Indian elections and Kashmir

6

 

India’s BJP vowed Monday to strip special rights from the people of occupied Kashmir if it voted back into power. Voting that begins on Thursday shall conclude with ballot counting on May 23.

The BJP has been advocating an end to occupied Kashmir’s special constitutional status, which prevents outsiders from buying property there.

There was an immediate reaction. “Let them do it and it will pave the way for our azadi,” Kashmir’s National Conference president Farooq Abdullah said. Other Kashmiri leaders also warned of disastrous and unimaginable repercussions.

It is time for the world in general and Pakistan in particular to go beyond merely the Kashmir Day celebrations when the entire nation celebrates the day by taking a day off from work. It has been so since 1990 when the day was adopted to support the movement of the people of Kashmir for their right to self-determination, and to pay homage to the lives lost in this struggle. The day sees speeches and statements from political leaders and seminars by civil society.

These events have over the years been reduced to mere rituals despite their empathic value. While carried out with the same ceremony, they fail to have any impact on the ground realities.

While the UN resolutions serve as a good background, Pakistan needs to make a fresh start in the light of existing realities. Since the Simla Accord in 1972, when owing to its disadvantaged position in the aftermath of the 1971 war, Pakistan had to concede its traditional position on Kashmir, ie agreeing not to pursue the issue on international forums and settle it bilaterally.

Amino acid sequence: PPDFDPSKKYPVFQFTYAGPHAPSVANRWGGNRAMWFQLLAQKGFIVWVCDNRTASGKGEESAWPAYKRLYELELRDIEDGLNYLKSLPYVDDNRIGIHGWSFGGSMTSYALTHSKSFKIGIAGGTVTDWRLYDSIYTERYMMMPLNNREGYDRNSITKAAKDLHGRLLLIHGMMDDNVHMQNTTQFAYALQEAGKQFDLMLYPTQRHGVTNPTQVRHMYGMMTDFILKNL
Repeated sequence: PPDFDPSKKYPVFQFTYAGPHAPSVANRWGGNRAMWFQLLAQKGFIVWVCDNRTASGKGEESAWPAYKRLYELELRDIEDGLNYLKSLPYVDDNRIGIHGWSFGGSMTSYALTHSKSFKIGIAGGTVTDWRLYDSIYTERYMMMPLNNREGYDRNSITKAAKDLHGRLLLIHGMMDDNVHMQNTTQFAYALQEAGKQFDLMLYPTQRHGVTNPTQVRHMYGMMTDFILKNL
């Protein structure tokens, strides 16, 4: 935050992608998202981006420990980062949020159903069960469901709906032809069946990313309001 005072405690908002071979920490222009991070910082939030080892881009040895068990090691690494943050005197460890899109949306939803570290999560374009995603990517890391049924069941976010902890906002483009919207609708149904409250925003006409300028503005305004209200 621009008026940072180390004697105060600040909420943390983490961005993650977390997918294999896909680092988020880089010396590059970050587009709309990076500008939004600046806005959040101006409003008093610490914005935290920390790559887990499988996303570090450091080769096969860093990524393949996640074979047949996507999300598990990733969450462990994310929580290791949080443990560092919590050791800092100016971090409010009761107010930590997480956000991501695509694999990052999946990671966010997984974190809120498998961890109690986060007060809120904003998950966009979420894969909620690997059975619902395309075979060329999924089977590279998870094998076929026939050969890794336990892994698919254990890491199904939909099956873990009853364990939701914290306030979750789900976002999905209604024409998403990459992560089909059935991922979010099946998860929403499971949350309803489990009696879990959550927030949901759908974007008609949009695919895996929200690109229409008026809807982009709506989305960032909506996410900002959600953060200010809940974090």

Since then India has persistently avoided dialogue on the matter, and subsequent attempts by Pakistan to raise the issue in international forums have faltered because of the resistance from India and its allies, and also due to loss of international backing for Pakistan’s case over the years.

Like all wars, here too no clear winner has emerged in over 70 years’ history of acrimony.

For a historic compromise, where without a change of borders there is a normalisation of relations, with both countries adopting a dignified stance to give the Kashmiris their due rights, what is needed is a mutual cognizance that no one party can impose its will on the other and sooner or later both have to converge on common ground.

The recent move by the BJP may win it the elections but certainly it will add to the unrest in the valley which does not augur well for the region.